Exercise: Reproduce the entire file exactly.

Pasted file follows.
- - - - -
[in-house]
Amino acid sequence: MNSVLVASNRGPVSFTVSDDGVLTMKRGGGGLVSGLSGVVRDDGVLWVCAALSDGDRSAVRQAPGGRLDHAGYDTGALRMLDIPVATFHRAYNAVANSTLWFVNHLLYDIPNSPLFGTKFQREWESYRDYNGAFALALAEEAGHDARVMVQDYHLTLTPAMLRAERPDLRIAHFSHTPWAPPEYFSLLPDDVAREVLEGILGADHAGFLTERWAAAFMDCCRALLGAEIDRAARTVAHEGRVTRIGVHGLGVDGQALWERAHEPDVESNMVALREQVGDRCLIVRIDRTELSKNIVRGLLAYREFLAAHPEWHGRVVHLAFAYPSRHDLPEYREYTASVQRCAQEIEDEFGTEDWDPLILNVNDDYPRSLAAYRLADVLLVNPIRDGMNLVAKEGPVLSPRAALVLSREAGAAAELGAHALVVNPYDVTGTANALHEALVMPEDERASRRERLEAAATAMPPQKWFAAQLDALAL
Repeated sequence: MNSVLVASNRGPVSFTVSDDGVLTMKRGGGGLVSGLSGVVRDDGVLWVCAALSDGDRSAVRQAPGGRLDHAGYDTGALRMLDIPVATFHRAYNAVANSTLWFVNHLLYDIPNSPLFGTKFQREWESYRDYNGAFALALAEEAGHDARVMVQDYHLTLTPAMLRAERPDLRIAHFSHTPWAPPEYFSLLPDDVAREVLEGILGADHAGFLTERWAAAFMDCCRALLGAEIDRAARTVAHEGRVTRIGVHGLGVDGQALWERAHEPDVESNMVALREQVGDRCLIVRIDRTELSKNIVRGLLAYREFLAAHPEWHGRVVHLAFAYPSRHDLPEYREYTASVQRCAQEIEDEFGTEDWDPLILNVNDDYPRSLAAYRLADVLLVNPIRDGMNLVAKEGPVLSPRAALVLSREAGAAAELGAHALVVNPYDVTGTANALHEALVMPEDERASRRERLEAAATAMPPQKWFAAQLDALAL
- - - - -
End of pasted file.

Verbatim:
[in-house]
Amino acid sequence: MNSVLVASNRGPVSFTVSDDGVLTMKRGGGGLVSGLSGVVRDDGVLWVCAALSDGDRSAVRQAPGGRLDHAGYDTGALRMLDIPVATFHRAYNAVANSTLWFVNHLLYDIPNSPLFGTKFQREWESYRDYNGAFALALAEEAGHDARVMVQDYHLTLTPAMLRAERPDLRIAHFSHTPWAPPEYFSLLPDDVAREVLEGILGADHAGFLTERWAAAFMDCCRALLGAEIDRAARTVAHEGRVTRIGVHGLGVDGQALWERAHEPDVESNMVALREQVGDRCLIVRIDRTELSKNIVRGLLAYREFLAAHPEWHGRVVHLAFAYPSRHDLPEYREYTASVQRCAQEIEDEFGTEDWDPLILNVNDDYPRSLAAYRLADVLLVNPIRDGMNLVAKEGPVLSPRAALVLSREAGAAAELGAHALVVNPYDVTGTANALHEALVMPEDERASRRERLEAAATAMPPQKWFAAQLDALAL
Repeated sequence: MNSVLVASNRGPVSFTVSDDGVLTMKRGGGGLVSGLSGVVRDDGVLWVCAALSDGDRSAVRQAPGGRLDHAGYDTGALRMLDIPVATFHRAYNAVANSTLWFVNHLLYDIPNSPLFGTKFQREWESYRDYNGAFALALAEEAGHDARVMVQDYHLTLTPAMLRAERPDLRIAHFSHTPWAPPEYFSLLPDDVAREVLEGILGADHAGFLTERWAAAFMDCCRALLGAEIDRAARTVAHEGRVTRIGVHGLGVDGQALWERAHEPDVESNMVALREQVGDRCLIVRIDRTELSKNIVRGLLAYREFLAAHPEWHGRVVHLAFAYPSRHDLPEYREYTASVQRCAQEIEDEFGTEDWDPLILNVNDDYPRSLAAYRLADVLLVNPIRDGMNLVAKEGPVLSPRAALVLSREAGAAAELGAHALVVNPYDVTGTANALHEALVMPEDERASRRERLEAAATAMPPQKWFAAQLDALAL